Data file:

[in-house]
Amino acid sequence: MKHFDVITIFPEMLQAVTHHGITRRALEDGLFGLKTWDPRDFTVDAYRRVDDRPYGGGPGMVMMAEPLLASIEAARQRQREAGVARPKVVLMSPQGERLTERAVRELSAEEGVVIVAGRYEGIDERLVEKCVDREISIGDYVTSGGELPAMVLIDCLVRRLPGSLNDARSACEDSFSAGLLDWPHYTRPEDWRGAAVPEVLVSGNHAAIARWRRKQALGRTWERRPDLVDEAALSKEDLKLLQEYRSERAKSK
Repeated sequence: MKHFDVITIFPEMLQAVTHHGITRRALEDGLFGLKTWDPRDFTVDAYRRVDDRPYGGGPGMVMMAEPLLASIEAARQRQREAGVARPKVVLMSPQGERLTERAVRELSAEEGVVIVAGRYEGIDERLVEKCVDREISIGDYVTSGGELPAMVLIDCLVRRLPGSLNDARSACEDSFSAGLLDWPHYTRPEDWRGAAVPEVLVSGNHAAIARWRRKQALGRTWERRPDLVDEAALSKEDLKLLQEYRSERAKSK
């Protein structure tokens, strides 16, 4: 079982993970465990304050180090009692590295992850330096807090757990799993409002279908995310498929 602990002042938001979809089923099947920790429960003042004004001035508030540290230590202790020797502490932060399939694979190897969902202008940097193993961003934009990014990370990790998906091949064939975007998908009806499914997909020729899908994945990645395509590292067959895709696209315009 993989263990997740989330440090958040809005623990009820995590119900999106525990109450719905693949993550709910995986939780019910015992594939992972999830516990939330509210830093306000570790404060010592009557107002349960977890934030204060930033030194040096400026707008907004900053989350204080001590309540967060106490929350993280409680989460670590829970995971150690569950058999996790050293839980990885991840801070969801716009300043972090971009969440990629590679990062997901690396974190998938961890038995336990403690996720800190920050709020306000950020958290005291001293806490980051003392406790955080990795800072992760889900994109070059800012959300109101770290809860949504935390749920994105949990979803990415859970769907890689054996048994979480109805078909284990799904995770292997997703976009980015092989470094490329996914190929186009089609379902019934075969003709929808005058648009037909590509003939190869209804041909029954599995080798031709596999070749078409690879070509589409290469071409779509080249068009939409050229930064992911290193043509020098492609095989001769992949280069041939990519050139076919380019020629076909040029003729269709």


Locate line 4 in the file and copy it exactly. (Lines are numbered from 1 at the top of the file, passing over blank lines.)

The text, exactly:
């Protein structure tokens, strides 16, 4: 079982993970465990304050180090009692590295992850330096807090757990799993409002279908995310498929 602990002042938001979809089923099947920790429960003042004004001035508030540290230590202790020797502490932060399939694979190897969902202008940097193993961003934009990014990370990790998906091949064939975007998908009806499914997909020729899908994945990645395509590292067959895709696209315009 993989263990997740989330440090958040809005623990009820995590119900999106525990109450719905693949993550709910995986939780019910015992594939992972999830516990939330509210830093306000570790404060010592009557107002349960977890934030204060930033030194040096400026707008907004900053989350204080001590309540967060106490929350993280409680989460670590829970995971150690569950058999996790050293839980990885991840801070969801716009300043972090971009969440990629590679990062997901690396974190998938961890038995336990403690996720800190920050709020306000950020958290005291001293806490980051003392406790955080990795800072992760889900994109070059800012959300109101770290809860949504935390749920994105949990979803990415859970769907890689054996048994979480109805078909284990799904995770292997997703976009980015092989470094490329996914190929186009089609379902019934075969003709929808005058648009037909590509003939190869209804041909029954599995080798031709596999070749078409690879070509589409290469071409779509080249068009939409050229930064992911290193043509020098492609095989001769992949280069041939990519050139076919380019020629076909040029003729269709």